Theme Of Loneliness In Of Mice And Men

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In Of Mice and Men, John Steinbeck utilizes loneliness as an overarching theme, there is however one character that is noticeably longer than the others in Steinbeck's novella. This character is Crooks, a bitter and aloof man, he used to have a family with brothers and a 10 acre chicken ranch. Now he lives the life of a stable buck isolated by his race (he is the only African American on the ranch) among other things (Steinbeck,2002). This loneliness truly characterises him and causes no end to his bitterness. John Steinbeck Portrays Crooks as the loneliest character because, he is isolated by race, disability, location and a lack of companionship. Loneliness is an theme deeply represented in Of Mice and Men. From the obvious examples…show more content…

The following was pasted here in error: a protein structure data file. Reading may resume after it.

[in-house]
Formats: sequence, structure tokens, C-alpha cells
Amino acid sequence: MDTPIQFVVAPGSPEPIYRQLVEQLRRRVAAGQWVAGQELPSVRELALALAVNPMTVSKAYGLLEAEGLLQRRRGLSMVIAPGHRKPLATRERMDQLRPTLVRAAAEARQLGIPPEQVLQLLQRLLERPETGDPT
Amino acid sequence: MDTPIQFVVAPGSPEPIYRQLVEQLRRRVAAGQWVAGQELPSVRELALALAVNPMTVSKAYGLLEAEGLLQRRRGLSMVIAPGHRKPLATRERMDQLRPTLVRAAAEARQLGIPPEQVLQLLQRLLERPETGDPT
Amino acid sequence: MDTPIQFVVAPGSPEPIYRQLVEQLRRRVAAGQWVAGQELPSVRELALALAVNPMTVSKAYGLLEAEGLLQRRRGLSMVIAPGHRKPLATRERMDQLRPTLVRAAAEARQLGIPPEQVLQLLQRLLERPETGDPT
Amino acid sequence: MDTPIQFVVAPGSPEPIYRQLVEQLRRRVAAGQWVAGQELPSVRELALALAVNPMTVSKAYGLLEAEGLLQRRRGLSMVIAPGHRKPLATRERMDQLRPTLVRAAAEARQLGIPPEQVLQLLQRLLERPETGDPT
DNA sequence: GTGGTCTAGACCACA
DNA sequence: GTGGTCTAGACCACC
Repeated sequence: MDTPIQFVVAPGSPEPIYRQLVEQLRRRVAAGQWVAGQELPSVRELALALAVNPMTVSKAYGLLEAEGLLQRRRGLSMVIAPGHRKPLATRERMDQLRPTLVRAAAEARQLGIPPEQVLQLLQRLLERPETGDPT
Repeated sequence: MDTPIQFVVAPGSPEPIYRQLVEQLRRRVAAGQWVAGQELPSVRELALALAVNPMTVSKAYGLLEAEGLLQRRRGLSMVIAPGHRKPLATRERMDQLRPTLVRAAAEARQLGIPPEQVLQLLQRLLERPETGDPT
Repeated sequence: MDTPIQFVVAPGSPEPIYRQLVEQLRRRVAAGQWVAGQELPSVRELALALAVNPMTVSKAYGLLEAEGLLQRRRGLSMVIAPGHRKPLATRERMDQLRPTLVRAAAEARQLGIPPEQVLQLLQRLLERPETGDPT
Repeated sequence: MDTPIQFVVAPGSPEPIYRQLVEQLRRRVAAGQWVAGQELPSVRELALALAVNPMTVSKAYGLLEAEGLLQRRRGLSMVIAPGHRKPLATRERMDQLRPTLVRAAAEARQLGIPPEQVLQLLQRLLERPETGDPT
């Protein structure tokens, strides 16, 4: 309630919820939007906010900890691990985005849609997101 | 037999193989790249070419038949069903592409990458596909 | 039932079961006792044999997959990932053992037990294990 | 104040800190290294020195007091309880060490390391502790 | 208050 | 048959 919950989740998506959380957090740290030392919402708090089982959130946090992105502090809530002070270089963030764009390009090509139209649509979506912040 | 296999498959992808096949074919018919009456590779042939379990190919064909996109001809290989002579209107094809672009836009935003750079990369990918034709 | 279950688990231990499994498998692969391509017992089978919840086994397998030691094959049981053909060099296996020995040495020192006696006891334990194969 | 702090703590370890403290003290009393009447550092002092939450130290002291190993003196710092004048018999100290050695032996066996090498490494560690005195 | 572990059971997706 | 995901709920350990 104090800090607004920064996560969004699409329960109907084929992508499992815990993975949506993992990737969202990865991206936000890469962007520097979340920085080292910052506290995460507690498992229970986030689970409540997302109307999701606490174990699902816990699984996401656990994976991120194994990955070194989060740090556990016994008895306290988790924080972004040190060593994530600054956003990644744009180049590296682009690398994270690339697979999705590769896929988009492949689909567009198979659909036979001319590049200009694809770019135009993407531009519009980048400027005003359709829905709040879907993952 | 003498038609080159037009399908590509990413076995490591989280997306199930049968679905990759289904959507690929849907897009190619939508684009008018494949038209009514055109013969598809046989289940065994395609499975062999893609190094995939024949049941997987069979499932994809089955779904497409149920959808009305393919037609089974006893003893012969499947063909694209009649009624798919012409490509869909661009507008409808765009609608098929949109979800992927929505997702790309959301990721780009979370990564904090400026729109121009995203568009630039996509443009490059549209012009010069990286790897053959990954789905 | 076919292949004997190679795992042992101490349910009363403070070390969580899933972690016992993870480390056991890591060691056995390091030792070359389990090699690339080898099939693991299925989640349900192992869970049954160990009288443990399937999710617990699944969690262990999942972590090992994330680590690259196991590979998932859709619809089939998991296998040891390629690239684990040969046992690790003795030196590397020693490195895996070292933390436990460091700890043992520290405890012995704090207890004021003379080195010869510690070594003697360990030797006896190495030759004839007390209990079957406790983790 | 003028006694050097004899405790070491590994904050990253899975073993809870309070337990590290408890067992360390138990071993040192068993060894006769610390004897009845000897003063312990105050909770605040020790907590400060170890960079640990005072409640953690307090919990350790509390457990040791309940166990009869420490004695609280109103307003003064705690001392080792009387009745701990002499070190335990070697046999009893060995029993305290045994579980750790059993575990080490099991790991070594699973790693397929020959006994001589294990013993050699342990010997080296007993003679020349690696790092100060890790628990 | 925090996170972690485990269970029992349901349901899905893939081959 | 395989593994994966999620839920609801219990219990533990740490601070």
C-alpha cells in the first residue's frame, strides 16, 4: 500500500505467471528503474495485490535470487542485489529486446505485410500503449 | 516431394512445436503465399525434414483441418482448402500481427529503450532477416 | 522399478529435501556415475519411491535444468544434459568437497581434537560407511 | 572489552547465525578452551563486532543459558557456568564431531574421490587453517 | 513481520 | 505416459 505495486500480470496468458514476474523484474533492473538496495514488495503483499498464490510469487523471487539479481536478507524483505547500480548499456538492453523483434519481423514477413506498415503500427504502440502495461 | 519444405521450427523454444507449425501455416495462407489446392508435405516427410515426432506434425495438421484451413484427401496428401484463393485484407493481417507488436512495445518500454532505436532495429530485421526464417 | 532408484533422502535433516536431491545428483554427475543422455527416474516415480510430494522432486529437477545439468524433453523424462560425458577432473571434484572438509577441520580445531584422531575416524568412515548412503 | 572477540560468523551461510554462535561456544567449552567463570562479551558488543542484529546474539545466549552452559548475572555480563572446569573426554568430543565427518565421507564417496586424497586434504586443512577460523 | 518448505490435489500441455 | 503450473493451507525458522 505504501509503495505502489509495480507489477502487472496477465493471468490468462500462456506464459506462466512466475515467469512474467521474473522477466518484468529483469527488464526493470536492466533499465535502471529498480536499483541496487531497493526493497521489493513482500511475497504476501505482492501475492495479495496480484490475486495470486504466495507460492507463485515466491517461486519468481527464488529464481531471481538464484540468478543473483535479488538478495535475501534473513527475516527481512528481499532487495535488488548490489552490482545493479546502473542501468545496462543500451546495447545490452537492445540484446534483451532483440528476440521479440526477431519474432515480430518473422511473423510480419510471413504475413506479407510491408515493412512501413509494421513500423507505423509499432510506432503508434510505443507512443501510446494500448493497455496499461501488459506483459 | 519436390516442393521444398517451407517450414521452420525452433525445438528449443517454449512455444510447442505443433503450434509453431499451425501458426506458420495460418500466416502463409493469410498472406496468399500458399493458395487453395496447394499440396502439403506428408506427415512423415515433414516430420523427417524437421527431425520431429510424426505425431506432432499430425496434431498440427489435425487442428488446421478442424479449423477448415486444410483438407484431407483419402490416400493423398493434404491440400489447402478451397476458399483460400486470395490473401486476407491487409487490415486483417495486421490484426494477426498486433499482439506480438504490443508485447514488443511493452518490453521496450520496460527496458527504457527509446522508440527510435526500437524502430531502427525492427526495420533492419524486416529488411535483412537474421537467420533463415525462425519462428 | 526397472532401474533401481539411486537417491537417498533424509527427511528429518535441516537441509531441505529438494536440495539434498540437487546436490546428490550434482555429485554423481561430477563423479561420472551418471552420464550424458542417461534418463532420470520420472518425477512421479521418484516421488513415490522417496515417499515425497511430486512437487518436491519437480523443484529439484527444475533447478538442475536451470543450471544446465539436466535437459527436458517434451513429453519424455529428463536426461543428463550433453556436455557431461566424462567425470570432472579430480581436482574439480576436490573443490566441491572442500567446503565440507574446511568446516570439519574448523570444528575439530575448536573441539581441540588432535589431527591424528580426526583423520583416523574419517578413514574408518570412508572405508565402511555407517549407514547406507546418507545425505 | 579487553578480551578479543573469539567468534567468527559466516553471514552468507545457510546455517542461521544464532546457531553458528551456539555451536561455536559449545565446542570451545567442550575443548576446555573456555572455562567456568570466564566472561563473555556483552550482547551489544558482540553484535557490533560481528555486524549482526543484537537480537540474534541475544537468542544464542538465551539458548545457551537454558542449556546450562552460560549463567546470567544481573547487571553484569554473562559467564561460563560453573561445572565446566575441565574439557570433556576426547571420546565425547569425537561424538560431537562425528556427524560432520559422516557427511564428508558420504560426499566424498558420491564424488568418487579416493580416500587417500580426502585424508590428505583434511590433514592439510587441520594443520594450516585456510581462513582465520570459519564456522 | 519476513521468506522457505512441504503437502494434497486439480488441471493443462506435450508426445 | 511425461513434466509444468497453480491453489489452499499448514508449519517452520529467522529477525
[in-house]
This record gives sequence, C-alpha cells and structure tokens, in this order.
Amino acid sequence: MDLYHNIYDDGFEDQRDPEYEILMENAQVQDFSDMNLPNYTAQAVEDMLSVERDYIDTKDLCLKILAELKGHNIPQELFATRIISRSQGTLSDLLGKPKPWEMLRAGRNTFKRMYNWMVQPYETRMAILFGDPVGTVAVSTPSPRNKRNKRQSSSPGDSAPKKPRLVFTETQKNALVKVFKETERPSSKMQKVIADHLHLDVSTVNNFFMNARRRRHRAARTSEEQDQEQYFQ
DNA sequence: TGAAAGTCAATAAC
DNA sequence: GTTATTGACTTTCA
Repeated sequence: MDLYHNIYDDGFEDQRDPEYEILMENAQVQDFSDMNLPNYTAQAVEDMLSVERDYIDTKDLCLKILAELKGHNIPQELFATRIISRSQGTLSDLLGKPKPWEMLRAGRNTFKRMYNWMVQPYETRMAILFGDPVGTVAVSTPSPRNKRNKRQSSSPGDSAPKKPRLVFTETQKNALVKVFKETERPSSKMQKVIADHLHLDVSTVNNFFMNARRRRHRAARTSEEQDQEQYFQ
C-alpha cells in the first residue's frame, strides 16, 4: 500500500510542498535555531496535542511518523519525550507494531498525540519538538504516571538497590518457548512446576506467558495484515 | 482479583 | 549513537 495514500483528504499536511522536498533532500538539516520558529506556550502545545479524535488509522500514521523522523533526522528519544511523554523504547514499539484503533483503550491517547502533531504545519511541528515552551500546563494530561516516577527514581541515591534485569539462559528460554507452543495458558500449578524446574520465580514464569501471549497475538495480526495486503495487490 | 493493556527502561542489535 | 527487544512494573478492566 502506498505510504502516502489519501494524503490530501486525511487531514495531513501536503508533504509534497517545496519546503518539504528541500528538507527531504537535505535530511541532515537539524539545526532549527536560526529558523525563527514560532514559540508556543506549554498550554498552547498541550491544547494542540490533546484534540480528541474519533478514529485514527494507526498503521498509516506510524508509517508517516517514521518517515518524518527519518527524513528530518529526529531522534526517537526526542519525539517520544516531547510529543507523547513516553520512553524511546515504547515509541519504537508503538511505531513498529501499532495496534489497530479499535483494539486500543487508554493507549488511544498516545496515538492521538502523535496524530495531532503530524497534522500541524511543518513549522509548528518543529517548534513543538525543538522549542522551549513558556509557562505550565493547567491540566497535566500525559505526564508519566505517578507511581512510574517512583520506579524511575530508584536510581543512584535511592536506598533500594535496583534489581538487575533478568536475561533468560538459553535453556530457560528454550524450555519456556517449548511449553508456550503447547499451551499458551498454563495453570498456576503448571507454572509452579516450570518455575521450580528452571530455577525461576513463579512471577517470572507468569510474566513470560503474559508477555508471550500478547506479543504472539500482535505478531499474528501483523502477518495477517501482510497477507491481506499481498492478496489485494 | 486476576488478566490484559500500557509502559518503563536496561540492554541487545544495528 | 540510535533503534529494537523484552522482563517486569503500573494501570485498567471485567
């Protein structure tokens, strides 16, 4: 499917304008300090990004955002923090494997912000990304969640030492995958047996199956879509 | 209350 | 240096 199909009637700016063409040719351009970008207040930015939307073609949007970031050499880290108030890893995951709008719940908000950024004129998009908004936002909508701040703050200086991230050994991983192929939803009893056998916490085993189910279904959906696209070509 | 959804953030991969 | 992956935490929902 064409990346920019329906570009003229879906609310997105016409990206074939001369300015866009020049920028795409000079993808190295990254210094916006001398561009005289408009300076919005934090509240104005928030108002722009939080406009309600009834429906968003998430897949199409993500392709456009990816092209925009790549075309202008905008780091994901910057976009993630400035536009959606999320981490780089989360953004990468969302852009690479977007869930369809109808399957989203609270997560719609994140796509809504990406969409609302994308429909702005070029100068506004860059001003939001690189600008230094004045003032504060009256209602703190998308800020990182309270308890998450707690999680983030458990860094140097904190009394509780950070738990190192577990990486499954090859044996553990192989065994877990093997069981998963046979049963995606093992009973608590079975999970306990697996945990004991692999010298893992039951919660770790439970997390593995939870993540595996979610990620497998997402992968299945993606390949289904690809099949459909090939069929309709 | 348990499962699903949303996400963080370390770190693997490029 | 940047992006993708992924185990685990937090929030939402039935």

"'Cause I'm black.” (Stienbeck,2002). This is exemplifies how he is racially isolated. When Crooks was younger he had family but he was part of the only non-white family in the area and therefore had little companionship from an early age. While you could argue that because he has known nothing but loneliness he would therefore have no knowledge of another way of being it is hinted that Crooks used to be part of a relatively wealthy family with companions. He says, “"I remember when I was a little kid on my old man's chicken ranch. Had two brothers. They was always near me, always there.” (Stienbeck,2002). These examples both paint Crooks as a mournful person missing his old life and feeling constant loneliness regarding his current life. Crooks is also isolated by his community. Crooks is shown as being isolated from the community, this is defining factor that characterises him. He is isolated from the ranch community and the community in Soledad for two primary reasons, his race and his disability. Crooks was kicked by a horse prior the start of the book, this leaves him unable to stand up straight and similarly to Candy gives him the appearance of uselessness (Steinbeck,2002). He is unable to work in the fields as the other men do and therefore he is even more isolated from their community. In addition to this his exclusion from the bunkhouse means he has almost no interaction with the other men on the ranch. This isolation also applies to the neighboring
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